20. 20. 1<br />2<br />3<br />4<br />5<br />6<br />7<br />ppm<br />TMAO<br />creatinine<br />hippurate<br />allantoin<br />creatinine<br />citrate<br />taurine<br />urea<br />hippurate<br />2-oxoglutarate<br />water<br />succinate<br />fumarate<br />1<br />2<br />3<br />4<br />5<br />6<br />7<br />ppm<br />2 Routes to Metabolomics<br />Quantitative<br />Methods<br />Chemometric (Pattern)<br />Methods<br />25<br />20<br />15<br />Condition 1<br />10<br />5<br />PC2<br />0<br />-5<br />Control<br />-10<br />-15<br />Condition 2<br />-20<br />-25<br />9<br />-30<br />-20<br />-10<br />0<br />10<br />PC1<br />
    21. 21. chromatogram<br />mass spectrum<br />mass spectrum<br />The Technology of Metabolomics<br />10<br />
    22. 22. 11<br />Separations Based Metabolomics Platforms<br /><ul><li>ALL ESI-MS Methods Are Subject to Ion Suppression
    23. 23. Response Factors of Analytes are Not Equal</li></ul> Adapted From: Want, E. J.; Cravatt, B. F.; Siuzdak, G., ChemBioChem2005, 6, 1941 – 1951<br />Adapted From: Villas-Boas, S. G.; Mas, S.; Akesson, M.; Smedsgaard, J.; Nielsen, J., Mass Spectrom Rev 2005, 24, (5), 613-46 <br />
    24. 24. Moderately increased<br />Slightly increased<br />Greatly increased<br />(relative risk 2-3)<br />(relative risk 1-2)<br />(relative risk >>3)<br />Relative risk of health problems associated with obesity<br />Cancer (breast cancer in <br />Coronary heart disease<br />Diabetes <br />postmenopausal women, <br />Osteoarthritis (knees)<br />Gall bladder disease<br />endometrial cancer, colon <br />cancer)<br />Hyperuricemia and <br />Hypertension<br />gout<br />Reproductive hormone <br />Dyslipidemia<br />abnormalities<br />Insulin resistance<br />Polycystic ovary <br />Breathlessness<br />syndrome<br />Sleep apnea<br />Impaired fertility<br />Low back pain<br />Increased anesthetic risk<br />Fetal defects arising <br />from maternal obesity <br />12<br />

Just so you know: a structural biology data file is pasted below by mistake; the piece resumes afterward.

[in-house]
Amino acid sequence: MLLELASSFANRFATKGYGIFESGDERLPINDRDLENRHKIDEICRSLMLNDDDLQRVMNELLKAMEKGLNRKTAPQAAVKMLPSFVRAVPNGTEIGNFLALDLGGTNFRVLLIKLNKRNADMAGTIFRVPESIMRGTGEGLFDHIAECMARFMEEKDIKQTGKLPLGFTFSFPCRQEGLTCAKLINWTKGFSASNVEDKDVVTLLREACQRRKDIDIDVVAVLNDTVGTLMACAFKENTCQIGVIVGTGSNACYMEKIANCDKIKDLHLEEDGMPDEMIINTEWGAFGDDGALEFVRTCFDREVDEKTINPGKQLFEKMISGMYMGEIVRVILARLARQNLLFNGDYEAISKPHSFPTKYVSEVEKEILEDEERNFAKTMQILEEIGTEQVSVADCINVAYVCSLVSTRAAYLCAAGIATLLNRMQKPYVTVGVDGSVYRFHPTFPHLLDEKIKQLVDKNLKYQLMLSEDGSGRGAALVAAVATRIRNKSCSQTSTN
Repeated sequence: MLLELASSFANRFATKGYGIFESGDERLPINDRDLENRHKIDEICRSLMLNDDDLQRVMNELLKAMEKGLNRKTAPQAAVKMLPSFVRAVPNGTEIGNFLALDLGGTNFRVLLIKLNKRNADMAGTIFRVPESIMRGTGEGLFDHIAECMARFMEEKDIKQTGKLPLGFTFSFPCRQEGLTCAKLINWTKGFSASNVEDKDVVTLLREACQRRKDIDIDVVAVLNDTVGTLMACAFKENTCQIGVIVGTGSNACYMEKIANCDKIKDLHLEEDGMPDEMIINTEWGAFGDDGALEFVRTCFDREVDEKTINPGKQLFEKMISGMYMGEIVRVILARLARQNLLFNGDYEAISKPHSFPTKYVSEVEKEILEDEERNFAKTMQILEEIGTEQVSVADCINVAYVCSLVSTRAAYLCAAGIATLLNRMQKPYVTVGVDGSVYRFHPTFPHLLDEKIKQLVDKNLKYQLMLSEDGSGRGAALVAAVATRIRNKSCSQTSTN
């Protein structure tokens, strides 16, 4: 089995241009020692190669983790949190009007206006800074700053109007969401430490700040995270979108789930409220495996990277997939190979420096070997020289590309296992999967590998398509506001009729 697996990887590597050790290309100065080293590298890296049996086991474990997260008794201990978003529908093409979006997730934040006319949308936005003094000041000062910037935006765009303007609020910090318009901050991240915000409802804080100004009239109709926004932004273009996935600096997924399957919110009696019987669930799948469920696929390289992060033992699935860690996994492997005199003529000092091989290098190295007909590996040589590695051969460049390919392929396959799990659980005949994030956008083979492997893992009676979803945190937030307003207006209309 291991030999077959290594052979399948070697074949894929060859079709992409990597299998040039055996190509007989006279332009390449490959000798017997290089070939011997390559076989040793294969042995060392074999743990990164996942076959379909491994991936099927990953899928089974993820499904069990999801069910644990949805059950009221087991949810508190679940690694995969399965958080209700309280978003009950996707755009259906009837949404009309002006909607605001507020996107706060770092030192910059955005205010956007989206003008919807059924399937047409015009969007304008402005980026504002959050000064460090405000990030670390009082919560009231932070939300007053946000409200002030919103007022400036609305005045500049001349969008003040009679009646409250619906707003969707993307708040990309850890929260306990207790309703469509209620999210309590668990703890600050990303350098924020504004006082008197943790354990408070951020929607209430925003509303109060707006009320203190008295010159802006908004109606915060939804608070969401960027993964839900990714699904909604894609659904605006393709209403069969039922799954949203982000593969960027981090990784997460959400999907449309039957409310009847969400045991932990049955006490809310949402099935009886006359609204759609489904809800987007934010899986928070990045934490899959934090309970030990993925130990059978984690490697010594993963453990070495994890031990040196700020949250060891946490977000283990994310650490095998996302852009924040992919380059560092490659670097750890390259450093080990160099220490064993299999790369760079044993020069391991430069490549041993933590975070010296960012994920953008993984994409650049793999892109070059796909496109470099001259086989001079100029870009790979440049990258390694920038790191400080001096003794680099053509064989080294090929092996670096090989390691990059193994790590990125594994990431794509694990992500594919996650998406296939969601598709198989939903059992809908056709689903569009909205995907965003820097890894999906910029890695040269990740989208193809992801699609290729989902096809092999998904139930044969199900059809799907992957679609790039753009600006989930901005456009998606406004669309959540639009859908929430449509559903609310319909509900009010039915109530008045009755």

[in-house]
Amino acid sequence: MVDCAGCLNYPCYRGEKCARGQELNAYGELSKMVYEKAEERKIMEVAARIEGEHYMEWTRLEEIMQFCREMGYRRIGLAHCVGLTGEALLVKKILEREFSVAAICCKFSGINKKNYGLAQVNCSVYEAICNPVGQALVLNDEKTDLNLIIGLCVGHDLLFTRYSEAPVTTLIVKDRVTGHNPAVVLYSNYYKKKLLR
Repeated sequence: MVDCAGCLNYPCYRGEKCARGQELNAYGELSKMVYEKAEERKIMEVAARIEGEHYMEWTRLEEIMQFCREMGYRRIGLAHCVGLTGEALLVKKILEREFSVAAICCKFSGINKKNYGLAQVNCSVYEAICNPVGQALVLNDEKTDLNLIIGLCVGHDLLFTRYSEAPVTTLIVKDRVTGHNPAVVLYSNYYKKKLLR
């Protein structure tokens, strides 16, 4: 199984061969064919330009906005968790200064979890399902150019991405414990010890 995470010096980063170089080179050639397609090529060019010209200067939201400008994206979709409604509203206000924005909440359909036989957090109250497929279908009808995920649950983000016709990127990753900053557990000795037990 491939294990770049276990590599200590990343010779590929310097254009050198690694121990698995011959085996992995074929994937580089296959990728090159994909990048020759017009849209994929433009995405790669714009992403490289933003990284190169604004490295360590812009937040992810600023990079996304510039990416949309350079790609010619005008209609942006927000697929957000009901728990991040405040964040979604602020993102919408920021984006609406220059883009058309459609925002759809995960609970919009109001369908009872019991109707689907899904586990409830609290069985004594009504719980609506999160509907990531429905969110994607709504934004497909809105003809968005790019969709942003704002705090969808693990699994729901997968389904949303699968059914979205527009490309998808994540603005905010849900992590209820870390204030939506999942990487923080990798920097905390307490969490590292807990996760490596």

25. 25. Excess U.S. Medical Costs Related to Abnormal Body Weight<br />Int J Obesity 2005;29:334-339<br />13<br />
    26. 26. Behavior<br />Genetics<br />Environment<br />Causes of Obesity<br />14<br />
    27. 27. Environmental effects…<br />Keith SW, et al. Int J Obes. 2006;30:1585-1594.<br />15<br />
    28. 28. DBP: Metabolomics and Obesity<br />Investigational Weight Management Clinic<br />Nutrition Obesity Research Center Demonstration Unit<br /><ul><li>Primary goal: Develop tools for multiscalar integration of clinical, behavioral and molecular phenotyping data in a clinical setting.
    29. 29. Insurance-supported clinical care for 400 obese patient
    30. 30. Undertaking a variety of studies related to nutrition and obesity
    31. 31. Michigan Nutrition Obesity Center Demonstration Unit project: Broad phenotypingat baseline, 3 months, 24 months for 400 obese and baseline studies in100 lean (BMI < 27).</li></ul>16<br />
    32. 32. Phenotypic response to diets<br />Lipid Level (mg/dl)<br />17<br />
    33. 33. Lipomic assessment of plasma<br />Principal Component Analysis<br />(% of total lipid in fraction)<br /><ul><li>18:2 and 14:0 predicts PUFA at day 2, 7, 21
    34. 34. 14:1 and 16:1 in TG and PL predicts day 2, 7, 21 CHO
    35. 35. 18:2 and 16:1 in CE predict day 21 CHO</li></ul>Can macronutrient consumption be detected in fatty acid profiles?<br />18<br />
    36. 36. Palmitoleate, Glucose and Insulin Sensitivity<br />Palmitoleate<br />16:1 (%)<br />Glucose<br />16:1 (%)<br />HOMA<br />19<br />
    37. 37. Phenotyping of Patients<br />Phenotyping: Investigational Weight Management Clinic (Rothberg) <br />and Analysis Laboratory for Physical Activity and Exercise Intervention Research (Gordon) <br />MMOC Human Phenotyping Core (Horowitz)<br /> MMOC Molecular Phenotyping Core (Burant) <br /> NCIBI/CCMB (Athey, Cavalcoli)<br /><ul><li>Anthropometric tests. Height, weight, blood pressure, heart rate, temperature, skin fold thickness, waist-to-hip ratio, skin fold thickness. Dual Energy X-Ray Absorptiometery (DEXA, new).